What really sucks is that Raiders of The Lost Ark lived up to my memories of's a wonderful and exciting film that I'll honestly take over anything Spielberg has done since. Watching the terrible presentation of it yesterday made me realize how clearly I remember seeing the film when it originally came out and how special an experience it made me feel quite nostalgic and I am sorry my time with it again was spoiled so severely.


Steve Langton said...

Sorry to read about your bad experience. It really sucks that some theaters do not take their duties seriously enough to ensure patrons get the total experience, rather than the sort of excuse for service you encountered. Theatres aren't cheap to visit, and they really should get their fingers out and deliver a memorable experience. I'm going to see the new Indie film at our brand new cinema in nearby Derby when time permits, and will be reporting as to the kind of quality we get. Sorry again you encountered a couldn't-care-less attitude.

Joe said...

Don't get me started ...

2008 may be the first year since 1976 that I don't go to see a movie at a theater. The Dark Knight is one I'd love to see, but I already dread some of the behavior modes of the audience, not to mention the commercials, poor sound, etc.

Maybe I'm getting old here but there seems to be a severe lack of customer appreciation going on from theater owners. As in, no effort to make the experience of going to a movie fun for anyone who wants to see a movie.

Ugh. This was going to be a happy comment. I will think thoughts of Karen Allen and try to relax.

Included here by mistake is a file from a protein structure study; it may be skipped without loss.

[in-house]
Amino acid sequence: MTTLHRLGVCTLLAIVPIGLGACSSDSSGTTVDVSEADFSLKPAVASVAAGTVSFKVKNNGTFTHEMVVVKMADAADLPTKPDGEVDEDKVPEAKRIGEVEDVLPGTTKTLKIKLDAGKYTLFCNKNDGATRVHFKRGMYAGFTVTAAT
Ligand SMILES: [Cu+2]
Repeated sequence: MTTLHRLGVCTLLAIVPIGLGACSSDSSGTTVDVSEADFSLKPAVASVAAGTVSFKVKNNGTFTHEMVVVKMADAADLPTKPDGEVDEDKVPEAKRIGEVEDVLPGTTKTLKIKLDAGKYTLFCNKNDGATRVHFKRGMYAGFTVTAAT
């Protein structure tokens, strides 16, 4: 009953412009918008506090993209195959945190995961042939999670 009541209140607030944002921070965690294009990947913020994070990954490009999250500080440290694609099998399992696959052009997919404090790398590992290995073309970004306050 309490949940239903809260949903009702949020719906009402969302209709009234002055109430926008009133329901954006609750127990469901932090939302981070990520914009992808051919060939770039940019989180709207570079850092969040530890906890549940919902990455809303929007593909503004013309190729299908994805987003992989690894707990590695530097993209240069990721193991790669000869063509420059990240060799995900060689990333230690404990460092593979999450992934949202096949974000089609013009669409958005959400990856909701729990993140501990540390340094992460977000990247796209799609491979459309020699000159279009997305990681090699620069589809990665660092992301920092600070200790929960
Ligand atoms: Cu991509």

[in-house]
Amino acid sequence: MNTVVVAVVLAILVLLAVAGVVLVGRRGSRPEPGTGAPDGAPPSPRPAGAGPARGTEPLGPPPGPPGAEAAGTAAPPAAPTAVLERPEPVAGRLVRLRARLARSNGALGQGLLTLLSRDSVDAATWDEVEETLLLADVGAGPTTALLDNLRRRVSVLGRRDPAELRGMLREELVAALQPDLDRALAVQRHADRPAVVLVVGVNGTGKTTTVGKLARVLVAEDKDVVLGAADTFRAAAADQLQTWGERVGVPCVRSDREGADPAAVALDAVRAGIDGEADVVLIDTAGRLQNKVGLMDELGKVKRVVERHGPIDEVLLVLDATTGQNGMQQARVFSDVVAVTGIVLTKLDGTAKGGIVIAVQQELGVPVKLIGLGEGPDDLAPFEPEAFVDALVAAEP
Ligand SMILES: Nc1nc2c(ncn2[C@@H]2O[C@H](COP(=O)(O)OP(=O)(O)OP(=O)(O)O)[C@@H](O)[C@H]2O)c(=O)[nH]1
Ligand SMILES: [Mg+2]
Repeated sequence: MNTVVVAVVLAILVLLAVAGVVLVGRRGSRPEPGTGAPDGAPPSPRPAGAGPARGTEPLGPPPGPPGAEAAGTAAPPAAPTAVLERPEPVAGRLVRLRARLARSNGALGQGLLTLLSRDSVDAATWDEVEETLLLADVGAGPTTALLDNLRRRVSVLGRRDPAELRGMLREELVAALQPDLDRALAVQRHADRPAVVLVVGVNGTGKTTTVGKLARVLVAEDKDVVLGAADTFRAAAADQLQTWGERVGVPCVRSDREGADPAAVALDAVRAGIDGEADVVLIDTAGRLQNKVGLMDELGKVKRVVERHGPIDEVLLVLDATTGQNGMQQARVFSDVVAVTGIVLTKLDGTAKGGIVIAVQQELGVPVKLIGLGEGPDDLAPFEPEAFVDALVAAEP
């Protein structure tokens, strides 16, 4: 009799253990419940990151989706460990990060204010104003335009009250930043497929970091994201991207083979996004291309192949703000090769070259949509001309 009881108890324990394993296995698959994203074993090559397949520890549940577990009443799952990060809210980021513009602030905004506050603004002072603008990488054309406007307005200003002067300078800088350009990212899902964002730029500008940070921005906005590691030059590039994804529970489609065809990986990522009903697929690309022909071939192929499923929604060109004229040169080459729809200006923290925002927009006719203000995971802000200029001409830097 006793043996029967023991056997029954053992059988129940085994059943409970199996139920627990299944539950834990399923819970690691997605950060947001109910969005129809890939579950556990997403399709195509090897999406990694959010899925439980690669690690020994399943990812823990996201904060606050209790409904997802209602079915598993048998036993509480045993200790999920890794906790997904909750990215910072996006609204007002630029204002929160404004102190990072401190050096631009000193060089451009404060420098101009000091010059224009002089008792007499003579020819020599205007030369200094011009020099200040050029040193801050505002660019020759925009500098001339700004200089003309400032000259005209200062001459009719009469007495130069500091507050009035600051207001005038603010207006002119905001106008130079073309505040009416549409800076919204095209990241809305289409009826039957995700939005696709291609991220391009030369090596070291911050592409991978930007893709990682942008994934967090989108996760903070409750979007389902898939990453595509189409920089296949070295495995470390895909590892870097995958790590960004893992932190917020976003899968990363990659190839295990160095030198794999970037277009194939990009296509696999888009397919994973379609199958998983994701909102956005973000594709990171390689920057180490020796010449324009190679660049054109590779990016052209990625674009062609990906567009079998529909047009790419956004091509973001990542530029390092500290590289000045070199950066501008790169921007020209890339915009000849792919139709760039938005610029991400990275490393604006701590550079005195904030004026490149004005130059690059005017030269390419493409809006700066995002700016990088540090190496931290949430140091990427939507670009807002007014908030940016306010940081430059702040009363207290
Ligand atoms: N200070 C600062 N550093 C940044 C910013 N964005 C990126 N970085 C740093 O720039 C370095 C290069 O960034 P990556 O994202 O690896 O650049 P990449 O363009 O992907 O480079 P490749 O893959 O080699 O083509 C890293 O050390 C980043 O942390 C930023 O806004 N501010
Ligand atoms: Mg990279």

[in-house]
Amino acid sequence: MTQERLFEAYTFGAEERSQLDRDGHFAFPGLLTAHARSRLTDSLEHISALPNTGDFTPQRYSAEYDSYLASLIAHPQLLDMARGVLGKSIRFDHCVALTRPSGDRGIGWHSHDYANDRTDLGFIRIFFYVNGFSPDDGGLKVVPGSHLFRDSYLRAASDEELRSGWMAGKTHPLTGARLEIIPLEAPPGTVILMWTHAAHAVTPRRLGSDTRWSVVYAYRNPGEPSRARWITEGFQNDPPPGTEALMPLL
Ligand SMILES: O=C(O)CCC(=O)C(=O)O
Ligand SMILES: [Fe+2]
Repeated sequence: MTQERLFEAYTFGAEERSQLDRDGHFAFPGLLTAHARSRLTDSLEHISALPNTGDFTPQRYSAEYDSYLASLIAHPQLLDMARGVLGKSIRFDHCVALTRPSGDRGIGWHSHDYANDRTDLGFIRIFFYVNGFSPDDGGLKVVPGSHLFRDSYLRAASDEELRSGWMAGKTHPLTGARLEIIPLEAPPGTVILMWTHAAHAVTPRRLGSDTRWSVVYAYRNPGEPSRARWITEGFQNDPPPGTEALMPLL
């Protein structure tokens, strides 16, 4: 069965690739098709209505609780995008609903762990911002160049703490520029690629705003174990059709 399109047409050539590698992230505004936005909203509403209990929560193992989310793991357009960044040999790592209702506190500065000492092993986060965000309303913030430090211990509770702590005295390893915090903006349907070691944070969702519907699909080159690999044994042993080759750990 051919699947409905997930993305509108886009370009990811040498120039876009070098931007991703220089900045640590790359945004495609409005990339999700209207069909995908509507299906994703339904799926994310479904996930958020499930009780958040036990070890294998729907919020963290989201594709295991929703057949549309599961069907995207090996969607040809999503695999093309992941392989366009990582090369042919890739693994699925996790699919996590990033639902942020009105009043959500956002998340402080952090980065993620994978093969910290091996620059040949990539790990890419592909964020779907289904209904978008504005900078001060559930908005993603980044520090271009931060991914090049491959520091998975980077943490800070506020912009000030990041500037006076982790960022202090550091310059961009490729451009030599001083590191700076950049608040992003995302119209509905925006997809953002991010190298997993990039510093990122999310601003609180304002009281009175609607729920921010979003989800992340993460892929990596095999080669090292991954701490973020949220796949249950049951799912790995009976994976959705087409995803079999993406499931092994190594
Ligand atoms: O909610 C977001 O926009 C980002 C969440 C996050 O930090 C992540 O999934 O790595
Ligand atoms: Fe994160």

Jeremy Richey said...

Thanks to you both for the really was disappointing.

Rogue Spy 007 said...

I've never been to something like this anyway so I don't have any negative experience like that to report. That sounds terrible though. I'm so sorry that it happened. It really sucks. I don't go to the movies that much anymore. There's too much other things wrong with seeing a movie at the theater these days. I prefer to usually wait until a movie hits DVD. Then I can Netflix it and watch it at home.

Mr. Peel said...

I'm sorry that you had such a bad experience, Jeremy. I used to think that you had to see a movie in the theater to get the full experience. That's changed in recent years, not just because of what home theater systems have become but in how terrible some theaters have gotten. It's just not worth it to go through that sort of aggravation. That communal magic isn't going to happen if the theater doesn't even try. I'd rather go out with people I know and have dinner or something. I always try to remember how lucky I am to live in L.A. where there are theaters that do make the effort. Hopefully you'll get to have an enjoyable screening of the Indiana Jones movies soon...even if it is at home.

J.D. said...

That really sucks. I've never had projection problems. The thing that bugs me is if someone's cell phone goes off or you've got some yappy teenagers (or even adults) that ruins the film. And you can either potentially risk life and limb by telling the offending person(s) to shut the hell up or try and get some theater staff which are usually kids and have no authority anyways.

I too usually wait until a film hits DVD so that I can enjoy it in a controlled environment. Only very rarely do I brave the multiplex.

I just caught the new Indy film and enjoyed it immensely. I daresay, it was the most entertaining one since RAIDERS. And hell, Shia LaBeouf wasn't near as bad as I feared... in fact, he was pretty good but I think it being set in the 1950s played on my love of that decade. Lots of nice homages to pop culture of that time.